Russia on Friday officially opens its first ever Winter Olympics with a ceremony attended by dozens of heads of state and aimed at impressing a sceptical world with an unforgettable spectacle.
With a hard act to follow after show-stopping Summer Olympics opening ceremonies in 2008 in Beijing and 2012 in London, Russia is expected to pull out all the stops to give the world a night to remember.
Security concerns intensified as the United States announced a temporary ban on liquids and gels in hand luggage on Russia-bound flights, following a warning that militants could stuff explosives into toothpaste.
But President Barack Obama said Moscow has an "enormous stake" in thwarting terror at the Games and Secretary of State John Kerry said if his own daughter wanted to attend Sochi "I'd say go".
The ceremony starts, with symbolic timing, at 2014 local time (1614 GMT) in the spectacular new Fisht Stadium on the shores of the Black Sea.
Sporting action got under way on Thursday, with Russian veteran Yevgeny Plushenko rolling back the years to help the Olympic hosts lead the new team figure skating competition. Snowboarders and freestyle skiers also started competition.
With an estimated price tag of $50 billion for building facilities and infrastructure in the underdeveloped southern Russian region, the Games are the most expensive in history and also among the most controversial.
Russian President Vladimir Putin, who has spearheaded the Sochi Games from the bid victory in 2007, will be at the ceremony along with more than 40 other heads of state and leaders.
These will include UN Secretary General Ban Ki-moon, Chinese President Xi Jinping, Turkish Prime Minister Recep Tayyip Erdogan and embattled Ukrainian President Viktor Yanukovych, who is facing a protest uprising at home.
'Small hiccups here and there'For many older Russians, the ceremony may bring a pang of nostalgia for the 1980 Moscow Summer Games in the Soviet era, which are still remembered fondly, in particular for the cute mascot Misha the bear.
But it remains to be seen whether the Sochi opening ceremony will shift the cloud of controversy hanging over the Games.
Obama and a host of key EU leaders will be absent, in what is seen by some as a snub to Russia after it passed a widely condemned law banning the spread of gay propaganda to minors.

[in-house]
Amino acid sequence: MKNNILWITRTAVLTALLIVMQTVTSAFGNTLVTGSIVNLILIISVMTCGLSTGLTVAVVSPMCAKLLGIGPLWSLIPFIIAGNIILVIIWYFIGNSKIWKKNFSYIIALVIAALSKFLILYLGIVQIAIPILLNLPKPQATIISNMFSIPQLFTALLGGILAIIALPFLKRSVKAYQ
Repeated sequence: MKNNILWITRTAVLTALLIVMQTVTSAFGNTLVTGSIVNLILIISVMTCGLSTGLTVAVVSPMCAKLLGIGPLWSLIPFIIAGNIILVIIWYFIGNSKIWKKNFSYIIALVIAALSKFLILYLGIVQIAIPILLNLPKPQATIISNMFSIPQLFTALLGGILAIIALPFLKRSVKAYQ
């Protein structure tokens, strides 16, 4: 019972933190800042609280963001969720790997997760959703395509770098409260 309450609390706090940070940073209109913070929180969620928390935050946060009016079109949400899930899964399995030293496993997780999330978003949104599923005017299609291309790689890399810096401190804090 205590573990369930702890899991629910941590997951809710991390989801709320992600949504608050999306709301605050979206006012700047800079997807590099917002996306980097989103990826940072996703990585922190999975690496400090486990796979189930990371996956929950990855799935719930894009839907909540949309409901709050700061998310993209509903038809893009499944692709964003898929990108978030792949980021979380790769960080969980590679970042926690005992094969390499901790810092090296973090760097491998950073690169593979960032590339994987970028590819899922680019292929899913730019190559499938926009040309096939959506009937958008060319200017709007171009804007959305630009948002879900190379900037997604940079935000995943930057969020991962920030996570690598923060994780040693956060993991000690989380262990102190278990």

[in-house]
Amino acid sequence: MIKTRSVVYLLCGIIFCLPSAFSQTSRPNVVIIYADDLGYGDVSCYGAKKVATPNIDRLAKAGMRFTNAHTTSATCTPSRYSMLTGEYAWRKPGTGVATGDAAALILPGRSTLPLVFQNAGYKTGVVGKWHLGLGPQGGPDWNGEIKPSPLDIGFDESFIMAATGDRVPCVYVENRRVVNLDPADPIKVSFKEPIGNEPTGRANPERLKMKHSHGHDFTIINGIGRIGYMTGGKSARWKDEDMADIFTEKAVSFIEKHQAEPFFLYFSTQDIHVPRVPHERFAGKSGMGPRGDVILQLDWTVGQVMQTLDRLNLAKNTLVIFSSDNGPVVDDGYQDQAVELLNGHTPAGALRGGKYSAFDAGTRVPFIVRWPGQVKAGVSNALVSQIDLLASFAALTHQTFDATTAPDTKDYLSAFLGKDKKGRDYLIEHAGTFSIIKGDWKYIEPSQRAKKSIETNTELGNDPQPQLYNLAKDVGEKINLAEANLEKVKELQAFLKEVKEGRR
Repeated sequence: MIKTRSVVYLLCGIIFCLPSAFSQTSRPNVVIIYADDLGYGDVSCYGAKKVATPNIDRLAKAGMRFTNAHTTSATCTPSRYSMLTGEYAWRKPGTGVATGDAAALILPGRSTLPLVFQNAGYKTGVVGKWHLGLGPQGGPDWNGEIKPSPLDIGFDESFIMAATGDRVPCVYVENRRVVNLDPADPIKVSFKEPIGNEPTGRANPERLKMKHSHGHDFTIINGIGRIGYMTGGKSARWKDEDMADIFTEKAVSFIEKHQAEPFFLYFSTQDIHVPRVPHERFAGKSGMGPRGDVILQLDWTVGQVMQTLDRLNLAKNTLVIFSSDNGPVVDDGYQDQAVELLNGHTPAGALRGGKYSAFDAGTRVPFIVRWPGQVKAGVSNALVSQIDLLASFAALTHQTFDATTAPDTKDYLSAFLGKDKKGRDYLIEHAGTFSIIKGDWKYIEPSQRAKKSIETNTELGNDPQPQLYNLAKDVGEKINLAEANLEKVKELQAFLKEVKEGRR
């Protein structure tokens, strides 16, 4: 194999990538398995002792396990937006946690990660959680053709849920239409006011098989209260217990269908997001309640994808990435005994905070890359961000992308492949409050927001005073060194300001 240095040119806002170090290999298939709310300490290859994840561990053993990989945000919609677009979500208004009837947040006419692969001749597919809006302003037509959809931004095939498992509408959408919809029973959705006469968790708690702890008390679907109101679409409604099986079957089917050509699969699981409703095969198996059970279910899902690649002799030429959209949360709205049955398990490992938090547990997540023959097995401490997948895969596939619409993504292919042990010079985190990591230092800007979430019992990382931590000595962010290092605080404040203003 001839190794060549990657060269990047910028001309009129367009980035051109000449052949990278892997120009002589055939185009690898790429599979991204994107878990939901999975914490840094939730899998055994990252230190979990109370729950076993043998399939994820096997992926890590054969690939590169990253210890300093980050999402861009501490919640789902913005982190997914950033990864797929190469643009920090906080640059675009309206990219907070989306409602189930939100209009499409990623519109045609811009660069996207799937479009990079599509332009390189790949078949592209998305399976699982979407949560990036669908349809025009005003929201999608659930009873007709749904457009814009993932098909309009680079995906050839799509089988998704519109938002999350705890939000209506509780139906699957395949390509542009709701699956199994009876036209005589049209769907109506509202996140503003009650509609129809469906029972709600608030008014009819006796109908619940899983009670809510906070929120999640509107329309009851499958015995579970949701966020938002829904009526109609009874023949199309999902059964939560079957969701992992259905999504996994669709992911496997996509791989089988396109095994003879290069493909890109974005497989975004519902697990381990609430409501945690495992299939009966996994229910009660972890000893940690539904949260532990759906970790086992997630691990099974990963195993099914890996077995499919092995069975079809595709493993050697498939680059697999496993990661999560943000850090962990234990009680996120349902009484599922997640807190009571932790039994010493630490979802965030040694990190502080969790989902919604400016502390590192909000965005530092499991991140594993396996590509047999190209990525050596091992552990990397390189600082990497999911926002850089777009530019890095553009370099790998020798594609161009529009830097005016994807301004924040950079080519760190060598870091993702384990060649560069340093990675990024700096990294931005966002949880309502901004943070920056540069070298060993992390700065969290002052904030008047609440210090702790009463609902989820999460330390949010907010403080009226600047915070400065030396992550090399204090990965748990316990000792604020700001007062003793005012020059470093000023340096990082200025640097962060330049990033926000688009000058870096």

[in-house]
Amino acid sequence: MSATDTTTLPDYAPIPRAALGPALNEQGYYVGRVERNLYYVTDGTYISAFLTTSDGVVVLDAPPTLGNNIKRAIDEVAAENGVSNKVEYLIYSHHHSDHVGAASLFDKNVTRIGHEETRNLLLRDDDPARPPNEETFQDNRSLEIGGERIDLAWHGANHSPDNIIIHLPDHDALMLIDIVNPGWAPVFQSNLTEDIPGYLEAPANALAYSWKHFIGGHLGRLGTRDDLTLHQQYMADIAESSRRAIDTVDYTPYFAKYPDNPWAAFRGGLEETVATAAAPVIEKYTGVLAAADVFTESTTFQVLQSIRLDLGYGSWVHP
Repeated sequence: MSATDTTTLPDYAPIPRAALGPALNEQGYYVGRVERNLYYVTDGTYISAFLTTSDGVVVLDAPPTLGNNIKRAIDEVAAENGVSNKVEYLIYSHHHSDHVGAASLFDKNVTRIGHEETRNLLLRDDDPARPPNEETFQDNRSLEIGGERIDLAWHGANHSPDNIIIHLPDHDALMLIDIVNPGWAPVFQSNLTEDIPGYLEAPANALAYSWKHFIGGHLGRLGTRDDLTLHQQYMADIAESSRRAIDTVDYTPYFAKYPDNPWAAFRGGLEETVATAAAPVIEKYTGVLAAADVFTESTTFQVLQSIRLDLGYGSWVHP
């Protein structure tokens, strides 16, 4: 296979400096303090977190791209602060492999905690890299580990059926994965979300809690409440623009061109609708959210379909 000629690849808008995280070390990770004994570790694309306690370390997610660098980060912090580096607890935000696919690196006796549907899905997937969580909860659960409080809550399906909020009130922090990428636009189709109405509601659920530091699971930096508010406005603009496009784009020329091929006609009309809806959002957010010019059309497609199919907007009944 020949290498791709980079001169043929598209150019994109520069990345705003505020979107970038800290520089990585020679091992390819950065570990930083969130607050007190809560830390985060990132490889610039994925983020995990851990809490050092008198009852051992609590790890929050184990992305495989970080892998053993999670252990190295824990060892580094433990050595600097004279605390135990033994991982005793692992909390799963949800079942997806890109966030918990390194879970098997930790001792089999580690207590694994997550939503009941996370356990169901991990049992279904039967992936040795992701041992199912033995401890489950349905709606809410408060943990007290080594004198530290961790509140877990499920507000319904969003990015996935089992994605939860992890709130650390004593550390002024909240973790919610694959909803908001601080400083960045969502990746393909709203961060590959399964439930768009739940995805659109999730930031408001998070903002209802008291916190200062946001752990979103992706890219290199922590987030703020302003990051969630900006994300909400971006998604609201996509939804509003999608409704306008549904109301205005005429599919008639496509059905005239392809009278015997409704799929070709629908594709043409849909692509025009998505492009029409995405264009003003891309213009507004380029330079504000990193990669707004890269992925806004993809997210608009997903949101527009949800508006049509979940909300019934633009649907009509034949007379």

In a symbolic gesture, Google marked the Winter Games by flying the gay flag Thursday in a search page Doodle that linked to a call for equality in the Olympic Charter.
There has also been criticism that not all the facilities were ready on time, in particular accommodation for media.
International Olympic Committee (IOC) president Thomas Bach admitted there "there is a small hiccup here or there" but said that so far operations were going smoothly.
"So we can look to tonight full of anticipation and excitement that we will have a great opening ceremony for a great Olympic Games," he said.
'One of the most exciting ever'Details have been kept under wraps but the head of the Sochi organising committee Dmitry Chernyshenko, said the ceremony "will be one of the most exciting and visual ever".
"This is a theatre with a 40,000-seat capacity" he said of the Fisht stadium. "It can allow the realisation of any creative thought."
Some of Russia's most decorated cosmonauts -- including Sergei Krikalev, who was famously stranded in space on the Mir station when the Soviet Union collapsed -- will raise the Russian flag to the top of the stadium.
However, who will light the Olympic cauldron is a closely guarded secret, with Putin insisting it is the choice of the organising committee and not for him to interfere.
Russia's team will be led out by flag-bearer Alexander Zubkov, a bobsleigh pilot and one of the most respected sportsmen in the country who has represented Russia in the sport at every Winter Olympics since Salt Lake City in 2002.
There have been persistent rumours that the Russian female pop duo Tatu -- hugely popular a decade ago -- will be involved in the ceremony in some form.
Although heterosexual, the two girls have made heavy use of lesbian schoolgirl imagery in pop videos and their name can translate as "This girl loves that girl".
Their involvement could be seen as a riposte -- albeit somewhat warped -- to Western allegations that Russia is intolerant of homosexuality.
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